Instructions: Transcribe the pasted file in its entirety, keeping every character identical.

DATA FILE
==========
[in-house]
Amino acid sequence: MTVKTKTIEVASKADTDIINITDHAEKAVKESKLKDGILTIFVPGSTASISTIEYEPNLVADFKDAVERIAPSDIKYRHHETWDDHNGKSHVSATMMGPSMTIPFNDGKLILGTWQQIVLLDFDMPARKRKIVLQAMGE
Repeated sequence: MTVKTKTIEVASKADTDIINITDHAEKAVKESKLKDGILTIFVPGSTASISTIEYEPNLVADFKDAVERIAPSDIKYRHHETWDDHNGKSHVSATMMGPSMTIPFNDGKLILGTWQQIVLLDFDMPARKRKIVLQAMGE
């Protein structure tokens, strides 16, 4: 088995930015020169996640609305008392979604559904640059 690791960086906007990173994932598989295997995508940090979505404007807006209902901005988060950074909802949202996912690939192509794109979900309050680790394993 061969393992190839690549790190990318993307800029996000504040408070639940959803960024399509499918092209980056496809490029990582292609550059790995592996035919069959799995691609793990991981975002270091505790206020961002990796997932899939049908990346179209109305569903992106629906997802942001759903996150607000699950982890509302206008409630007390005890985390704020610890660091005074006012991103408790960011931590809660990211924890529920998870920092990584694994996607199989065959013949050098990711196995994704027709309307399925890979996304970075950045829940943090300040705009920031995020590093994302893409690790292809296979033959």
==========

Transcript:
[in-house]
Amino acid sequence: MTVKTKTIEVASKADTDIINITDHAEKAVKESKLKDGILTIFVPGSTASISTIEYEPNLVADFKDAVERIAPSDIKYRHHETWDDHNGKSHVSATMMGPSMTIPFNDGKLILGTWQQIVLLDFDMPARKRKIVLQAMGE
Repeated sequence: MTVKTKTIEVASKADTDIINITDHAEKAVKESKLKDGILTIFVPGSTASISTIEYEPNLVADFKDAVERIAPSDIKYRHHETWDDHNGKSHVSATMMGPSMTIPFNDGKLILGTWQQIVLLDFDMPARKRKIVLQAMGE
């Protein structure tokens, strides 16, 4: 088995930015020169996640609305008392979604559904640059 690791960086906007990173994932598989295997995508940090979505404007807006209902901005988060950074909802949202996912690939192509794109979900309050680790394993 061969393992190839690549790190990318993307800029996000504040408070639940959803960024399509499918092209980056496809490029990582292609550059790995592996035919069959799995691609793990991981975002270091505790206020961002990796997932899939049908990346179209109305569903992106629906997802942001759903996150607000699950982890509302206008409630007390005890985390704020610890660091005074006012991103408790960011931590809660990211924890529920998870920092990584694994996607199989065959013949050098990711196995994704027709309307399925890979996304970075950045829940943090300040705009920031995020590093994302893409690790292809296979033959």